Excimer Laser-Assisted Angioplasty in Severe Infrapopliteal Disease and CLI: The CIS "LACI Equivalent" Experience

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Submitted on Fri, 09/05/2008 - 16:36
Authors

David E. Allie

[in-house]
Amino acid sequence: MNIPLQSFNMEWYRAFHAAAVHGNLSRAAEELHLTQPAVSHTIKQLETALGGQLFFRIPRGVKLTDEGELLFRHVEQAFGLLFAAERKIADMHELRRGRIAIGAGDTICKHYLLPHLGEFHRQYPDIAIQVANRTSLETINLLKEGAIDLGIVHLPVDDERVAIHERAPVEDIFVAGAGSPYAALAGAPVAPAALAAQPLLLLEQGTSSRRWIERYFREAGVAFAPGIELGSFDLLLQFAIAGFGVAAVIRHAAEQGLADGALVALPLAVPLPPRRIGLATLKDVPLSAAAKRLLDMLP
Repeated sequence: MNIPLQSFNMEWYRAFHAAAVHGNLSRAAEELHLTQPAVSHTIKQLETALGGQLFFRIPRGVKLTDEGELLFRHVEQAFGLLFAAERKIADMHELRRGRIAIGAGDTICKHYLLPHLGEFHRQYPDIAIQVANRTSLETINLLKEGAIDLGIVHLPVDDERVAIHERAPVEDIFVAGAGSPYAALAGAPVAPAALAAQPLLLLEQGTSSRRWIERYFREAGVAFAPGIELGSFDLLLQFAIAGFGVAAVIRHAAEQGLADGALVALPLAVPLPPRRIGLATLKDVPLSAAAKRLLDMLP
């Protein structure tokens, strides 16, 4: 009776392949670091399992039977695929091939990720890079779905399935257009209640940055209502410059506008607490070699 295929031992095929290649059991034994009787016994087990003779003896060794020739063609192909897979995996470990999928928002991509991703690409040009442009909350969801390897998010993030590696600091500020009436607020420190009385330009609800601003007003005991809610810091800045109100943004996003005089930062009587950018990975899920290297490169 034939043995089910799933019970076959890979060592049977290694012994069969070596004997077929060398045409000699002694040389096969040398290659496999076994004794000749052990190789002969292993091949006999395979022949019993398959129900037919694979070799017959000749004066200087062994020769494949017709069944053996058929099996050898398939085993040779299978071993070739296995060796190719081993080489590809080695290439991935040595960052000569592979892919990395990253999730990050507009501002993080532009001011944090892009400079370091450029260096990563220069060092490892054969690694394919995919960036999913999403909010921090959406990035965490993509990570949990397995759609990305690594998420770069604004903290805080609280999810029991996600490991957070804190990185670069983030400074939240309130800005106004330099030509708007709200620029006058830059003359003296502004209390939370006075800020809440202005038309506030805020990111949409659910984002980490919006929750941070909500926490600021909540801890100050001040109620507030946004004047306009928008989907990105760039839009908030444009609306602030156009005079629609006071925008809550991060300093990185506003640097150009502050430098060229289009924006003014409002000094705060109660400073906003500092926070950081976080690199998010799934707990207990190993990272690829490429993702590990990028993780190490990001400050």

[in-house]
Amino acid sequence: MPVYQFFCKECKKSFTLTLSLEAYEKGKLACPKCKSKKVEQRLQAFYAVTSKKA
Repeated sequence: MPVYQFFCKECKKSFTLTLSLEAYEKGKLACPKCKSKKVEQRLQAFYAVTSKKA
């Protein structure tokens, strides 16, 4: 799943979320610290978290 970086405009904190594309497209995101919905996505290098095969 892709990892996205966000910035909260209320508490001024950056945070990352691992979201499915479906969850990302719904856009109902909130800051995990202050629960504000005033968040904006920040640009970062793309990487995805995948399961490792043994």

Critical limb ischemia (CLI) has only recently been characterized in the clinical literature; therefore knowledge of the clinical impact of CLI is still rudimentary at best. The TransAtlantic Inter-Societal Consensus (TASC) committee and document on the management of peripheral arterial occlusive disease (PAOD) have recently attempted to unify and clarify CLI with the following recommendations:1 1. Recommendation 73: Clinical definition of critical limb ischemia: The term critical limb ischemia should be used for all patients with chronic ischemic rest pain, ulcers, or gangrene attributable to objectively proven arterial occlusive disease. The term critical limb ischemia implies chronicity and is to be distinguished from acute limb ischemia. 2. Recommendation 74: Trials and reporting standards definition of critical limb ischemia: A relatively inclusive entry criterion is favored, the aim being to ensure that the ulceration, gangrene, or rest pain is indeed caused by peripheral arterial disease and that most would be expected to require a major amputation within the next 6-months to a year in the absence of a significant hemodynamic improvement. To achieve this, it is suggested to use absolute pressures of either ankle pressure 40mmHg) and a high-risk cohort of 2029 patients (rest pain and tissue loss with or without ankle pressure 2 At 1 year, 95% of the high-risk group and 73% of the low-risk group required a major amputation without revascularization. A 75% limb salvage rate was achieved at 1 year in the high-risk group with revascularization. The cumulative probability of survival for the entire group was 74% at 1 year, 58% at 2 years, 56% at 3 years, 48% at 4 years, and 44% at 5 years. It is estimated that between 150,000 – 200,000 major and minor lower extremity amputations are performed in the United States (US) and Europe yearly for CLI.3-4 In the US, the amputation rate has increased from 19 to 30 per 100,000 persons over the last two decades primarily due to an increase in diabetes and an advancing age population.5-6 Despite advances in cardiovascular treatment and revascularization technology, in patients over 85 years of age, an amputation rate of 140 per 100,000 persons/year has been reported, with a primary amputation (PA) still carrying an excessively high mortality rate of 13-17%.6-8 Successful rehabilitation after below-knee amputation (BKA) is achieved in less than two-thirds of patients and in less than one half of patients after above-the-knee amputations (AKA).9-11 Multiple reports have repeatedly documented the poor overall prognosis for the CLI patient, but recent reports by Panayiotopoulos et al and Kalra et al have shown significantly improved long-term survival after revascularization and limb salvage as compared to CLI patients following revascularization failure and amputation.6,12 Kalra et al reported the long-term survival after infrainguinal bypass surgery (IBS) (pedal bypass) in 256 CLI patients. Amputation and ESRD predicted higher mortality (p = 0.014, p = 0.0001, respectively) and overall 5-year survival rates were 60%.6 The 5-year survival rate after an amputation was 26%, therefore documenting significantly worse long-term survival for patients suffering an amputation versus those CLI patients achieving limb salvage.6 Clearly, the clinical costs to the CLI patient are extremely high, underscoring the need for a better understanding of the entire scope of this major problem as well as the development of new technologies involved in treating this CLI patient population in which the incidence is expected to increase yearly. Therefore, any treatment strategy aimed at decreasing amputations would have a significant impact on both short- and long-term clinical outcomes. Laird et al in 2003 reported the encouraging results of the Laser Angioplasty for Critical Ischemia (LACI) phase II pivotal trial results. 13 This prompted a retrospective analysis of our group’s (the Cardiovascular Institute of the South [CIS]) 24-month excimer laser atherectomy (ELA) experience in a similar patient population; therefore, we report our CIS “LACI Equivalent” results. LACI Pivotal Trial The LACI pivotal multi-center trial (15 US and German sites) enrolled 145 CLI patients with 155 ischemic limbs with Rutherford Class 4-6 (rest pain and early tissue loss-ulceration) who were poor or nonsurgical bypass candidates. These patients were considered very fragile with significant cardiopulmonary comorbidities and at high-risk for major amputation. ELA was delivered in 96% of the cases, including 8% who had failed guidewire crossing and required the “step-by-step” technique developed and championed by Professor Giancarlo Biamino. This technique utilizes methodical laser advancements through chronic total occlusions (CTO) uncrossable by traditional guidewire techniques. Of the 423 lesions treated, 41% were superficial femoral artery (SFA), 15% were popliteal artery (PA), and 41% were infrapopliteal arteries (IA). Forty-five percent of the overall lesions treated with ELA required a stent with 61% in the SFA, 38% in the PA, and 16% in the IA.13 The LACI results achieved an excellent 93% 6-month limb salvage rate with only 2 patients requiring IBS during follow-up. The in-hospital serious adverse event rate was extremely low, with a mean hospital stay of 3 days. “Straight line flow” to the foot was achieved in 89% of patients and at 6 months, only 16% required a secondary reintervention, with 69% achieving improvement in Rutherford category. The LACI trial is one of the only scientific-based attempts at evaluating any treatment in this CLI patient population at high-risk for amputation. CIS “LACI Equivalent” Patients: Between October 2001 — October 2003, 62 patients (62 limbs) with Rutherford Class 5-6 symptoms and CLI presented with severe infrainguinal disease without single vessel “straight line flow” to the foot. Seventy IA were treated, including posterior tibial (PTA) 21/70 (30%), peroneal 16/70 (23%), anterior tibial (ATA) 8/70 (11%), tibioperoneal trunk 14/70 (20%), and multiple 11/70 (16%). 28/62 (45.1%) and 19/62 (30.6%) of the CLI cases required SFA and PA ELA respectively. 5/62 (8%) patients required the “step-by-step” technique. Significant cardiopulmonary co-morbidities included coronary artery disease 56/62 (90.3%), congestive heart failure 38/62 (61.2%), chronic obstructive pulmonary disease 29/62 (46.7%), chronic renal insufficiency 24/62 (38.7%), and diabetes 51/62 (82.2%). The treatment group included 42 men and 20 women with a mean age of 73.4 years. Technique: The contralateral common femoral artery is always our access of choice unless contraindicated, and standard guidewire techniques were used to place a 7 or 8-French sheath over the aortic bifurcation. Excimer laser atherectomy, using a variety of laser catheters ranging from 0.9 mm to 2.0 mm in diameter (CVX-300, Spectranetics Corporation, Colorado Springs, CO) was used to laser debulk the lesions as previously described.14 The concentric Extreme 0.9 mm (0.014-inch and 0.018-inch wire, over-the-wire) catheter is the most frequently used catheter to begin laser atherectomy, especially in the IA, and we recommend starting with smaller size catheters. Excimer laser therapeutic energy density (fluence) is between 30 mJ/mm2 and 80 mJ/mm2, with 45 mJ/mm2 being a common starting level. Pulse repetition rates are from 25 pulses/s to 40 pulses/s, with calcium-cutting, 0.9 mm catheters being able to deliver 80 mJ/mm2 and 80 pulse repetitions/s. Adjuvant percutaneous transluminal balloon angioplasty (BA) was used post ELA frequently in the first 12 months of our experience, but less frequently in the second 12 months, as we learned to accept post laser atherectomy-only angiographic results in an effort to avoid barotrauma and stent deployment, especially in an IA. Optional stenting was reserved for flow-limiting residual stenosis or significant dissections. The goal was to achieve “straight line flow” to the foot in at least one IA. Anticoagulation was provided by direct thrombin inhibition with bivalirudin (Angiomax, The Medicines Company, Parsippany, NJ) with the recommended coronary dose of 0.75 mg/kg bolus with 1.75 µg/kg/hour periprocedural infusion. Further platelet inhibition was provided by glycoprotein IIb/IIIa inhibition with tirofiban (Aggrastat, Guilford Pharmaceuticals, Baltimore, MD) with a 0.4 ug/kg/min 30-minute bolus with 8-12 hour peri and postprocedural 0.1 µg/kg/min continuous infusion in every case. The recognition of severe heparin limitations has prompted the adoption of direct thrombin inhibition on all of our PVD cases since bivalirudin became available. We believe this has significantly decreased our bleeding complications and optimized anticoagulation in this patient population at high risk for both bleeding and thrombotic complications.15 Definitions and Follow-Up: Procedural success was defined as a patent vessel with Results: We obtained procedural success in 59/62 (95.2%), with all successful cases resulting in “straight-line flow” to the foot. 9/62 (14.5%) required a secondary reintervention [bypass 2/62 (3.2%) and repeat ELA 7/62 (11.2%)] at mean 7 months (range 1-21 months). There were no periprocedural deaths or major vascular or bleeding complications requiring surgery. There were 4/62 (6.4%) minor (Case Examples Case #1: A 69-year-old diabetic male presented with an ischemic left foot with a black ischemic eschar of the left ankle and heel after being told to “just soak your leg in betadine and it will get better” (Figure 1A, page 18). Angiography revealed a 100% occlusion of the ATA, peroneal artery, and subtotal occlusion of the proximal PTA and 100% occlusion of the mid-PTA with no flow to the foot (Figures 1B-C). A Glidewire and Glidecath (Terumo Medical, Somerset, NJ) were positioned to the mid-PTA and a 0.014” coronary wire was advanced to the tarsal vessel of the foot (Figure 1D). A 0.9 mm Extreme laser was advanced over the wire into the tarsal vessel (Figure 1E). Low-pressure coronary balloons were used for BA with excellent “straight-line flow” provided to the foot (Figures 1F-H). Twenty-four hours later, the eschar was debrided and several Apligraf (Organogenesis, Boston, MA) were applied, all under local anesthesia, in an attempt to provide optimized wound healing (Figures 1I-K). Bioengineered graftskin or Apligraf, is a new bilayered tissue-engineered skin, equivalent FDA-approved for treatment in venous and diabetic ulcers. It is reported to improve wound healing and epithelization by multiple mechanisms, including increasing matrix proteins, cytokines, and growth factors and promoting angiogenesis.16-17 Apligraf has been recently reported in the Annals of Thoracic Surgery to decrease the time to healing in patients with sternal and leg wound complications following coronary artery bypass surgery (CABG). It is reportedly showing promise as an adjuvant in wound healing after revascularization in patients with CLI.18 The patient achieved complete wound healing at 48 days (1L-M). Case #2 A 72-year-old black diabetic male presented with left foot rest pain and early gangrenous changes of digits 1-3 (Figure 2A, page 20). Angiography revealed a 100% SFA occlusion and a 100% PTA occlusion with > 90% ATA and peroneal stenosis (Figures 2B-C). ELA with low-pressure BA was performed at the same setting in the SFA, ATA, and peroneal artery with excellent results (Figures 2D-F). A 0.018” coronary wire was utilized in all areas with “kissing BA” performed in the IAs (Figures 2 G-H). Limb salvage was achieved and the patient remains asymptomatic at 18 months post procedure (Figure 2I). Discussion The overall prognosis of the CLI patient remains dismal despite advances in the treatment of many other cardiovascular diseases. As noted earlier, Wolfe et al identified a > 90% 12-month amputation rate in a high-risk CLI patient population if not revascularized and > 25% even if revascularization was provided.2 CLI is a marker for premature death with mortalities of 21% and 31.6% at 1 and 2 years respectively, after a diagnosis of CLI is made.19 Within 3 months of diagnosis of CLI, there is a 9% mortality, 1-2% will have a MI or stroke, and 12% will require a major amputation clearly defining this poor prognosis. To confound the problem even more, there occurs no universal consensus and sparse data exists regarding the treatment of CLI. The LACI trial Phase II data provides one of the few published multi-center series regarding the treatment of CLI. The CIS “LACI Equivalent” results very closely mirror the excellent results of the LACI trial. This is important, considering the overall dismal results of medical therapy (non-revascularizations) once the patient reaches the advanced Rutherford classifications for CLI. No pharmacologic clinical trials have been published demonstrating improved outcome as a sole therapy in patients with CLI without revascularization. Prostanoids (PGE1 and PGE2) have had the most investigations, but the data is inconclusive and failure rates of > 80% have been reported.1, 20-22 The general TASC recommendations for prostanoids and all other pharmacological therapies for CLI are as adjunctive treatments at best and these should be used as sole therapy only if no revascularization option is available.1 Ongoing trials with gene-induced therapeutic angiogenesis are promising, but likewise no definitive data exists that this therapy is ready for a primary treatment role in CLI at this time.1, 23-24 Tibial bypass surgery has a good proven track record in the CLI patient population and achieves limb salvage rates of > 80-90% at 5 years25-27 but the procedure has limitations, including: oftentimes requires general anesthesia, requires optimal vein as a conduit, small but not negligible perioperative cardiovascular mortality and morbidity (2-8%), moderate (10-30%) wound infection rate, requires intense graft surveillance with a 20-30% reintervention rate for optimal secondary patency outcomes, utilizes the vein that still remains the most frequently used conduit for CABG, and the surgery is a technically demanding operation not performed in every community. Substantial experience over the last decade has demonstrated the safety and, in general, excellent immediate and short-term results in the CLI patient population with infrainguinal BA.1,28-30 Therefore, the excellent results of the LACI trial and now our “LACI Equivalent” experience should underscore the appropriateness of aggressive endovascular strategies to provide “straight-lined” revascularization to the foot for limb salvage. Our “LACI Equivalent” results again confirm a very low overall complication rate ( 90% 6-month limb salvage rates in a patient population with > 90% risk for major amputation within 12 months. The concept of “straight line flow” to the foot was not only defined by the LACI trial experience. Bakal et al31 in 1990 reported an 80% limb salvage rate in patients with “straight line flow” to the foot in at least one tibial vessel after BA, versus 0% limb salvage when no flow to the foot could be obtained. The role of tibial stenting and the use of drug-eluting stents in the IA remain undefined, but a recent report by Biamino32 and a subset analysis of the IA stented cases in the LACI trial have shown improved results versus BA alone, further extending the potentials for improving endovascular outcomes in CLI. Our favorable experience with ELA in the CLI patient population has significantly improved our overall limb salvage rates, especially in those patients who are poor candidates for IBS or have no available conduit. Additionally, ELA has not taken away the surgical IBS option for the patient in those several patients who have required IBS for limb salvage after ELA was chosen as first line therapy. ELA has been shown to have “thromboablative” as well as “atheroablative” benefits in the treatment of coronary artery disease, AMI, and saphenous vein graft disease post CABG.33-35 Unquestionably, all phases of thrombus play a significant role in CLI and this is likely an added laser benefit in this patient population. This “thromboablative” effect may be responsible for our trend towards less BA and stenting post laser atherectomy, especially in the IAs. The often diffuse nature of IA disease makes avoiding the inevitable dissections created by higher pressure BA very attractive. We believe laser therapy has allowed us to avoid barotrauma and stenting in the IAs by creating an acceptable angiographic appearance with flow oftentimes to the foot with laser therapy alone. We are still concerned about placing stents in the infrapopliteal vessels. Conclusion In conclusion, our CIS “LACI Equivalent” experience confirms the safety and efficacy of excimer laser-assisted therapy in the treatment of severe infrapopliteal disease and CLI. Our 91.8% 6-month limb salvage rates closely mirror the excellent 93% 6-month limb salvage rate reported in the LACI pivotal multi-center trial, therefore further adding to the accumulating data that laser endovascular therapy is a vital tool when facing limb salvage in the CLI patient. Acknowledgement: We thank Mrs. Kelly Tilbe for her technical help with manuscript preparation. Dr. Allie, Chris Hebert, and Dr. Walker have disclosed that they have no significant financial relationship with any organization that could be perceived as a real or apparent conflict of interest in the contexts of the subject of this article. The authors can be contacted at David.Allie@cardio.com.